I loved reintroducing dairy, I’m not going to lie.  One day, I went to the grocery store and bought a ball of mozzarella cheese to use in cooking chicken later that night.  Once I got home and unpacked my groceries, however, I housed the entire ball.  It was deliciously creamy.  I missed cheese so much.  I missed yogurt so much.  I missed cream in sauces so much.  I missed full-protein butter so much.  It was glorious.

My biggest regret in reintroducing cheese was I tried to make queso from real cheese.  I love queso, and make it for parties and potlucks pretty regularly.  It’s a fan favorite, but there is nothing natural about it–it’s Velveeta.  There’s a recipe I found that said it was just as good as the fake cheese queso, and holy crap, was that a lie!  I made a pretty small batch, and ended up throwing out about half of it (if you know me, this will be a shocking statement).  I would have been better to just not make real cheese queso.

My skin, however, did break out again over the weekend and into the week, and after my dairy binge, I was pretty bloated.  However, it took a few days to be bloated, so as long as I don’t have a ton of dairy consistently, I think I’ll be fine.

Verdict: Makes me bloated after several days, possibly causes acne breakouts, never use that real cheese queso recipe again


This was the one I was dreading the most in my Whole30 reintroduction, because it has the highest stakes.  Bread and pasta are my comfort foods.  I like starting out my day with oatmeal.  More critically, how can I eat cake without gluten???

Unfortunately, this was the one with the almost immediate reaction.  My midsection wasn’t just bloated after eating four slices of bread, it was distended.  It looked like I was 6-7 months pregnant when I looked in the mirror a few hours after eating.  When I poked at it, it was hard.  It was a little freaky.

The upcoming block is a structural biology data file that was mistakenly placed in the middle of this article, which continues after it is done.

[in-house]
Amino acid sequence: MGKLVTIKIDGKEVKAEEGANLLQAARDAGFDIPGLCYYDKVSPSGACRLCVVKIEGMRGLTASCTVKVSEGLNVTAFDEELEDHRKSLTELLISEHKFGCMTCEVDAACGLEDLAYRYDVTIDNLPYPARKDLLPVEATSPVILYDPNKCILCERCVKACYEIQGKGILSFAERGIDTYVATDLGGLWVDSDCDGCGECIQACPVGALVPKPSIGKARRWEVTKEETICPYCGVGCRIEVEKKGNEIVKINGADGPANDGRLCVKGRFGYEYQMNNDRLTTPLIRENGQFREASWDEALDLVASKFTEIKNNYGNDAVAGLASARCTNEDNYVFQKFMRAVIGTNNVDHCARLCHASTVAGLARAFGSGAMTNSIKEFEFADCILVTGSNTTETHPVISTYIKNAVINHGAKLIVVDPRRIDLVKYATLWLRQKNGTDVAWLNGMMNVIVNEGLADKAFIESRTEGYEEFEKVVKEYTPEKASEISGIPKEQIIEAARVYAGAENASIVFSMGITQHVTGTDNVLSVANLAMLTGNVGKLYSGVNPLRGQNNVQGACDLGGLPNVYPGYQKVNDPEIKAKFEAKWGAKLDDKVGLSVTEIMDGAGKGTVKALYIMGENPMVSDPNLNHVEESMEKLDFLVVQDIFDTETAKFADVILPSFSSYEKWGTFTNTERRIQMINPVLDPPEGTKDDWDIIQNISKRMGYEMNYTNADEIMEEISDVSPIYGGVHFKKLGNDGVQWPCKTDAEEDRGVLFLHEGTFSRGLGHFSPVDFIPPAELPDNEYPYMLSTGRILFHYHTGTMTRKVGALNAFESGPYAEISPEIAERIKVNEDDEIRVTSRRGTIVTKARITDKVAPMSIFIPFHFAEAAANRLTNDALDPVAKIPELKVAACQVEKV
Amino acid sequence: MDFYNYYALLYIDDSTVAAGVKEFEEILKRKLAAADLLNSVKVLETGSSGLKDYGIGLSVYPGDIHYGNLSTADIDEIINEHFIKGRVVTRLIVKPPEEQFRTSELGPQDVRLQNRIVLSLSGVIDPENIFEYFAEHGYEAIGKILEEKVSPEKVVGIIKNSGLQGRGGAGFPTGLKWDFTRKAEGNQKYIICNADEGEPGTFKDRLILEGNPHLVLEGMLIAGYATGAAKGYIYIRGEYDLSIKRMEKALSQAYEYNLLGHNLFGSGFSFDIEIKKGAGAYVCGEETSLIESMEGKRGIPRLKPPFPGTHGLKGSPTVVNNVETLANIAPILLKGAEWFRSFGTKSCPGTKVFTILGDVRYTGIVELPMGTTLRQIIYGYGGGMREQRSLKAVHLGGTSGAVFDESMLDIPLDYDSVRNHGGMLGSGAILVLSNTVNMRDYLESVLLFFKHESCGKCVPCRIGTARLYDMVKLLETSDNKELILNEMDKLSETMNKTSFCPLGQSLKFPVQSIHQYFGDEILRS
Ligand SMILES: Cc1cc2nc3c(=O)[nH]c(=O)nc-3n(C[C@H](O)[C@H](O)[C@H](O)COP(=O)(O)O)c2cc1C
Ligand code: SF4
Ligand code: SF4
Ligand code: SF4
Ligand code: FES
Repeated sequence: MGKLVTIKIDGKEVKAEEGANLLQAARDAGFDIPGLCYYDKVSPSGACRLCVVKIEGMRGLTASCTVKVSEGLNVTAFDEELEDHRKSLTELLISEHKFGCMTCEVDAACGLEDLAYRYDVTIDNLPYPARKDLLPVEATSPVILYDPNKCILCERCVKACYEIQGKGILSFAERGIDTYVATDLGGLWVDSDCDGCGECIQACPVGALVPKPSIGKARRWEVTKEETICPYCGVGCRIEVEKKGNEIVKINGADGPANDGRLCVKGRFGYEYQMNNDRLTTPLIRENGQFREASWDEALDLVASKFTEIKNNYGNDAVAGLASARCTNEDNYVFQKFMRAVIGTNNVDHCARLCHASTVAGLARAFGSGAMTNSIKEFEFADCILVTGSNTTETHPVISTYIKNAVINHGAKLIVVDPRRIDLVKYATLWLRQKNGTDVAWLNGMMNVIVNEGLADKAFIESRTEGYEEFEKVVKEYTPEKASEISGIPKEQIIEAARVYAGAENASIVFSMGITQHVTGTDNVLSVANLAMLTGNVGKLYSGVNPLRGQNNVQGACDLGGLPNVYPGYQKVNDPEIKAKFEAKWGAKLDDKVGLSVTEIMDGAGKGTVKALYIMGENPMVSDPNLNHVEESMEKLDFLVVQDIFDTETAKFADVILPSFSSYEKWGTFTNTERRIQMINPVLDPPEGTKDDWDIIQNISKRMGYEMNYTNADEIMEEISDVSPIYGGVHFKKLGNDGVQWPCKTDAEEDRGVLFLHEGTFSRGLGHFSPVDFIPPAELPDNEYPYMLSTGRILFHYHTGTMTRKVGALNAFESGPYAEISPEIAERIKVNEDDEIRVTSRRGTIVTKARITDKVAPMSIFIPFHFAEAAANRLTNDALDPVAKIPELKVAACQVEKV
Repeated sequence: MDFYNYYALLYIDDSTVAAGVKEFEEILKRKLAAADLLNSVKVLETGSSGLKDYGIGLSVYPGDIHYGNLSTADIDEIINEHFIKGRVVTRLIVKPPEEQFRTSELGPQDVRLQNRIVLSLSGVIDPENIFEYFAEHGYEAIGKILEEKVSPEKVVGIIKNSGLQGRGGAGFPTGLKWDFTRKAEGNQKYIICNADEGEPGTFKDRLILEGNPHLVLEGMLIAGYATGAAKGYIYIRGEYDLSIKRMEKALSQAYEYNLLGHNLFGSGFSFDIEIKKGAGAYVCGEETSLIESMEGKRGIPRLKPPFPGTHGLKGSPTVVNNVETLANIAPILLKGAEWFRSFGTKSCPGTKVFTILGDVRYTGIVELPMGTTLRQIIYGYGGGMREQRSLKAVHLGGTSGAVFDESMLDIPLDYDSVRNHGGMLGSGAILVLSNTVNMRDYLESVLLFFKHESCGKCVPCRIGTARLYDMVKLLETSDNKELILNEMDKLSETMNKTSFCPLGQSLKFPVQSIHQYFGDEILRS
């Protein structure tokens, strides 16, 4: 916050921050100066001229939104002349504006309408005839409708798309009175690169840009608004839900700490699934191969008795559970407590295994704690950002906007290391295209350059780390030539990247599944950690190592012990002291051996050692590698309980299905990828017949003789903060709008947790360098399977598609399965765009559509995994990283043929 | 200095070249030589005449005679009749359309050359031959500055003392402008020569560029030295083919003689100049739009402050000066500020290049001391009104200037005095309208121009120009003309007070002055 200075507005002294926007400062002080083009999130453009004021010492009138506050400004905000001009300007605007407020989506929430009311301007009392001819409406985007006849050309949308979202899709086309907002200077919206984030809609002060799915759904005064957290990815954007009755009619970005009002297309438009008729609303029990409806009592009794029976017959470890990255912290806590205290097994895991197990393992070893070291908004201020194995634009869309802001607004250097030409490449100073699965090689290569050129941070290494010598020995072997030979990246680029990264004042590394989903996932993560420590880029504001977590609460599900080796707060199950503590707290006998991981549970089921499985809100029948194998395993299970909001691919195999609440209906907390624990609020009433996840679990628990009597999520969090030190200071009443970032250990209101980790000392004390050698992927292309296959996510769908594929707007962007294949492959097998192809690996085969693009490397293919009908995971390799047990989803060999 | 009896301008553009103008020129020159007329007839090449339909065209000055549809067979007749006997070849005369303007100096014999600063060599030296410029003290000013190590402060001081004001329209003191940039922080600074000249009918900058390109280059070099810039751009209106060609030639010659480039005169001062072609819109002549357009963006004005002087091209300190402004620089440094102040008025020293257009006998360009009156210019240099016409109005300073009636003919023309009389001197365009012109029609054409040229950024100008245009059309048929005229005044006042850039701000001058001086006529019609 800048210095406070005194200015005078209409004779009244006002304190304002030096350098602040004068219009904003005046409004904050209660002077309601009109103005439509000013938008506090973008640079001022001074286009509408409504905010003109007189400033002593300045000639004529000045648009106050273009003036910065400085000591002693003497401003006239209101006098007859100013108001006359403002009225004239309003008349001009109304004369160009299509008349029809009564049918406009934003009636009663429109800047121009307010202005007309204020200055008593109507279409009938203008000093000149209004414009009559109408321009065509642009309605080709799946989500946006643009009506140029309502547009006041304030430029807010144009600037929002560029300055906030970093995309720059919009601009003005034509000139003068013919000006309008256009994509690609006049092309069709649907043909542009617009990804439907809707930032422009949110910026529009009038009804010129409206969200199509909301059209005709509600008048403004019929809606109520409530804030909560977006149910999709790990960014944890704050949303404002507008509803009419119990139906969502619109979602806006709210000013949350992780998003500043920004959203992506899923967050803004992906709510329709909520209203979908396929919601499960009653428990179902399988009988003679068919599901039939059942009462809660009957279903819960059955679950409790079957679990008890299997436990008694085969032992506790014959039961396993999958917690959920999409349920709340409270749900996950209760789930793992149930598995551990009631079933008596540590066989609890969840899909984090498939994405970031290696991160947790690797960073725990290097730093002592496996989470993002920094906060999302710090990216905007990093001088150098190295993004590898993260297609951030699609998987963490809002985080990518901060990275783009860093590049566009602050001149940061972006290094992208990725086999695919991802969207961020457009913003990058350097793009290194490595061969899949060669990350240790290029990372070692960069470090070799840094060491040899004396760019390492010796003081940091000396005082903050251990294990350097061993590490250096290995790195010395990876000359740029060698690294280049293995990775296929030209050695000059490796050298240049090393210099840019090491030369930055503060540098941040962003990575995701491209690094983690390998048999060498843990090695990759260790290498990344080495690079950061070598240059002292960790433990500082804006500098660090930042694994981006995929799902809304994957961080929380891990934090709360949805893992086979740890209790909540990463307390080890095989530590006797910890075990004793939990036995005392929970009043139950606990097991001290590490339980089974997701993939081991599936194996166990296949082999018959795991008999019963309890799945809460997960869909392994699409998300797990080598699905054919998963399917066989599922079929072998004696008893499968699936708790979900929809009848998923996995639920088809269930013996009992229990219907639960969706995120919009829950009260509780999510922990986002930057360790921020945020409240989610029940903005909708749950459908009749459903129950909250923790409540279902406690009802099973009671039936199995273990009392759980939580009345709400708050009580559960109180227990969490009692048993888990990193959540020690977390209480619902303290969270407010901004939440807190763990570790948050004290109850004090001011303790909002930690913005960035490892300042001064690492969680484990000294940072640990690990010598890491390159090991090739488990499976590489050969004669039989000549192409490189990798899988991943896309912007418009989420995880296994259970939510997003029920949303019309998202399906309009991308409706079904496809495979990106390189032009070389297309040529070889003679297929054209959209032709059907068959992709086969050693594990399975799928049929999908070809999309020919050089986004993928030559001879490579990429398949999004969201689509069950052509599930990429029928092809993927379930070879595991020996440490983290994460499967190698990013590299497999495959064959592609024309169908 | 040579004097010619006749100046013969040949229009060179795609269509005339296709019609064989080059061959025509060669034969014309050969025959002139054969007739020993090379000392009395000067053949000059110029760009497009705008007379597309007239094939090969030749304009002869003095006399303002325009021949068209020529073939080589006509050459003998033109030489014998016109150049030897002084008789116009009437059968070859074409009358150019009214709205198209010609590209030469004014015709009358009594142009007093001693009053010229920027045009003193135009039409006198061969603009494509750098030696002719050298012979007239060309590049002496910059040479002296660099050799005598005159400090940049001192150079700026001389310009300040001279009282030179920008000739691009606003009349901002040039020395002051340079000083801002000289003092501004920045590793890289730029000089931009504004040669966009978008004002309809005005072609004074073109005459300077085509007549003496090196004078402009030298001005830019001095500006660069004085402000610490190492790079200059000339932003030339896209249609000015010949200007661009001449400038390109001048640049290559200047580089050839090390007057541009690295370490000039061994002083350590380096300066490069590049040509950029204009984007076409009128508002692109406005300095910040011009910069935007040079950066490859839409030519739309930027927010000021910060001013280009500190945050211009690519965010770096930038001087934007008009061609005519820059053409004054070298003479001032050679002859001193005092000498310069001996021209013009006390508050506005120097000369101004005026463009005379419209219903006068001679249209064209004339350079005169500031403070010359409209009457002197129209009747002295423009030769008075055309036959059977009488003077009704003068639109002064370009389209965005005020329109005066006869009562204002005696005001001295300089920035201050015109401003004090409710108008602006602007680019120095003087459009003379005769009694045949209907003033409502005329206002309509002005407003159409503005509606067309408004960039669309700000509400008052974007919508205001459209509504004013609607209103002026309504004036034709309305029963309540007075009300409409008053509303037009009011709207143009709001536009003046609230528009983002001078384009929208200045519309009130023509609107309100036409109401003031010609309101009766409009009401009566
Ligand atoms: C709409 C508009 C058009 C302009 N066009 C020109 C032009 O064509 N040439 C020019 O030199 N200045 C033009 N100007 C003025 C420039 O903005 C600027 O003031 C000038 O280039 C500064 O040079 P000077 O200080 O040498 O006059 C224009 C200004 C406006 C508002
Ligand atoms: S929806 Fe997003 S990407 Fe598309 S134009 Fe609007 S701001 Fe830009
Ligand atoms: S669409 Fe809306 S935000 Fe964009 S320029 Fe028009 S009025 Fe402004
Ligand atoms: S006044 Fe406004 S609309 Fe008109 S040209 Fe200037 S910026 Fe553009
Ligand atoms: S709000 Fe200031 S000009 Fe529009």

But my reaction was much worse than just being extremely bloated.  After herniating a disc in my neck last year, I constantly felt at a minimum a dull ache.  During Whole30, I realized I was having days without pain.  It was great!  But then, after reintroducing gluten, my neck became very irritated.  It didn’t start getting better until a couple days after I stopped eating gluten.

I have to admit, I was a big skeptic about gluten sensitivities.  Before all of this, I did believe that Celiac Disease was a real and awful condition, but everyone who claimed gluten sensitivity but didn’t have Celiac really just wanted to lose weight.  I had lived my life eating gluten nonstop, and I’ve tested negative for a gluten allergy, so I was fine with gluten, I reckoned.  This experience has made me really think that there might be something to all the gluten sensitivity talk, and I don’t think I’ll be as dismissive and, well, condescending as I was before.  The science doesn’t really support gluten causing inflammation, with some more controlled studies pointing to FODMAPs instead.  But, I’m willing to experiment on myself more by cutting it out and seeing how I feel–after I eat 10 sheet cakes.

Verdict: Correlation with inflamed joints.  Try to cut out gluten, and see if problem persists.

Was An Extended Whole30 Reintroduction Period Worth It?


Anyone can have an off day.  The reintroduction plan laid out by the Hartwigs is the right idea, but I really think you need more days where you reintroduce foods after Whole30.  Some reactions may not be immediate, some might be only apparent after longer-term consumption.

Yes, it’s a bummer to do that much more Whole30, but wouldn’t it be worse to struggle through Whole30 and then not know for sure if you really had a reaction to a certain food, or if it was just an off day?  Don’t you want to know what the effects of eating something for a longer time does to you?  After all, if you think that a food doesn’t cause any bad reactions, you’ll be reintroducing it for a long time.

I would have hated to think that all the foods had no reaction on my body, reintroduce them all, and immediately start to feel lousy.  Not taking the time to give my body more time to readjust to the foods is something I would have regretted forever.  I don’t want to do Whole30 again–I’m playing for keeps here!

If you’ve gone through the Whole30 reintroduction period, what have you found?